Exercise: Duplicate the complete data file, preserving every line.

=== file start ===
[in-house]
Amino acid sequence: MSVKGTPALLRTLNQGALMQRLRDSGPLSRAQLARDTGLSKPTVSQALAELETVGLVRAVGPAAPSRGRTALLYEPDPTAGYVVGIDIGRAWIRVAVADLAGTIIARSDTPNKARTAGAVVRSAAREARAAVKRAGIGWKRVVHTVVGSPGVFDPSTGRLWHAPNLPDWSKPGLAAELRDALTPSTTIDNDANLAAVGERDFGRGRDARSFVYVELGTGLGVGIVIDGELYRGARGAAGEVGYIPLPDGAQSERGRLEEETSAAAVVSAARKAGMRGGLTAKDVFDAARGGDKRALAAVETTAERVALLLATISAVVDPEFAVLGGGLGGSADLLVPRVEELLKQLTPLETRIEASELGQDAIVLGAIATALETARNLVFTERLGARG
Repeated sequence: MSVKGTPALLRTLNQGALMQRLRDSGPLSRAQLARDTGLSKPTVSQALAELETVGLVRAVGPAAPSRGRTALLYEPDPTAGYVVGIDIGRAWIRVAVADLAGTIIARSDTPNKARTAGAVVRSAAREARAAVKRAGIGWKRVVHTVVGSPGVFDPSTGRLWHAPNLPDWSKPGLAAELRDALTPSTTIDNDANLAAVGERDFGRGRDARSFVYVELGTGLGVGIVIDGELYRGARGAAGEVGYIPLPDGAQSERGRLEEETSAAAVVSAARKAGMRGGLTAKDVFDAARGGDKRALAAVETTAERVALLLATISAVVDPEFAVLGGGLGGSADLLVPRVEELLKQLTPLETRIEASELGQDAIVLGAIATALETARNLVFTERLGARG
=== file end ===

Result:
[in-house]
Amino acid sequence: MSVKGTPALLRTLNQGALMQRLRDSGPLSRAQLARDTGLSKPTVSQALAELETVGLVRAVGPAAPSRGRTALLYEPDPTAGYVVGIDIGRAWIRVAVADLAGTIIARSDTPNKARTAGAVVRSAAREARAAVKRAGIGWKRVVHTVVGSPGVFDPSTGRLWHAPNLPDWSKPGLAAELRDALTPSTTIDNDANLAAVGERDFGRGRDARSFVYVELGTGLGVGIVIDGELYRGARGAAGEVGYIPLPDGAQSERGRLEEETSAAAVVSAARKAGMRGGLTAKDVFDAARGGDKRALAAVETTAERVALLLATISAVVDPEFAVLGGGLGGSADLLVPRVEELLKQLTPLETRIEASELGQDAIVLGAIATALETARNLVFTERLGARG
Repeated sequence: MSVKGTPALLRTLNQGALMQRLRDSGPLSRAQLARDTGLSKPTVSQALAELETVGLVRAVGPAAPSRGRTALLYEPDPTAGYVVGIDIGRAWIRVAVADLAGTIIARSDTPNKARTAGAVVRSAAREARAAVKRAGIGWKRVVHTVVGSPGVFDPSTGRLWHAPNLPDWSKPGLAAELRDALTPSTTIDNDANLAAVGERDFGRGRDARSFVYVELGTGLGVGIVIDGELYRGARGAAGEVGYIPLPDGAQSERGRLEEETSAAAVVSAARKAGMRGGLTAKDVFDAARGGDKRALAAVETTAERVALLLATISAVVDPEFAVLGGGLGGSADLLVPRVEELLKQLTPLETRIEASELGQDAIVLGAIATALETARNLVFTERLGARG